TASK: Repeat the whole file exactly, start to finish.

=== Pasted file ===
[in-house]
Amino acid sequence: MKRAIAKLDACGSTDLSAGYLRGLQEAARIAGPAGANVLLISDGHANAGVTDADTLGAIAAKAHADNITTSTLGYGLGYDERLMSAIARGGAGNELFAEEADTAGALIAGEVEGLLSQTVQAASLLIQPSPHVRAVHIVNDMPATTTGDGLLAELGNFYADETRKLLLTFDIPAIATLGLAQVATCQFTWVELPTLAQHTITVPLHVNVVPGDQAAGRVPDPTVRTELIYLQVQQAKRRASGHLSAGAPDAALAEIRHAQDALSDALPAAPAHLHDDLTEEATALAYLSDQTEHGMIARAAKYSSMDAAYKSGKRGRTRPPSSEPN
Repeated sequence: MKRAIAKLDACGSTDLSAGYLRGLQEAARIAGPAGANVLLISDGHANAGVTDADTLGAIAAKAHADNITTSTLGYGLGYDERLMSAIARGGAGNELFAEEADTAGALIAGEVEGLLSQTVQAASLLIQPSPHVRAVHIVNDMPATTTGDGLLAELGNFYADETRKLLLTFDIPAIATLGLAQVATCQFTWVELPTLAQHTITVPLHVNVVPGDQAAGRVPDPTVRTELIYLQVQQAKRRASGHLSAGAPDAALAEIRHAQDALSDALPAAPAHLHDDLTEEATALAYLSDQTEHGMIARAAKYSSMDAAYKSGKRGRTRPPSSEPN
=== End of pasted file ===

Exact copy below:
[in-house]
Amino acid sequence: MKRAIAKLDACGSTDLSAGYLRGLQEAARIAGPAGANVLLISDGHANAGVTDADTLGAIAAKAHADNITTSTLGYGLGYDERLMSAIARGGAGNELFAEEADTAGALIAGEVEGLLSQTVQAASLLIQPSPHVRAVHIVNDMPATTTGDGLLAELGNFYADETRKLLLTFDIPAIATLGLAQVATCQFTWVELPTLAQHTITVPLHVNVVPGDQAAGRVPDPTVRTELIYLQVQQAKRRASGHLSAGAPDAALAEIRHAQDALSDALPAAPAHLHDDLTEEATALAYLSDQTEHGMIARAAKYSSMDAAYKSGKRGRTRPPSSEPN
Repeated sequence: MKRAIAKLDACGSTDLSAGYLRGLQEAARIAGPAGANVLLISDGHANAGVTDADTLGAIAAKAHADNITTSTLGYGLGYDERLMSAIARGGAGNELFAEEADTAGALIAGEVEGLLSQTVQAASLLIQPSPHVRAVHIVNDMPATTTGDGLLAELGNFYADETRKLLLTFDIPAIATLGLAQVATCQFTWVELPTLAQHTITVPLHVNVVPGDQAAGRVPDPTVRTELIYLQVQQAKRRASGHLSAGAPDAALAEIRHAQDALSDALPAAPAHLHDDLTEEATALAYLSDQTEHGMIARAAKYSSMDAAYKSGKRGRTRPPSSEPN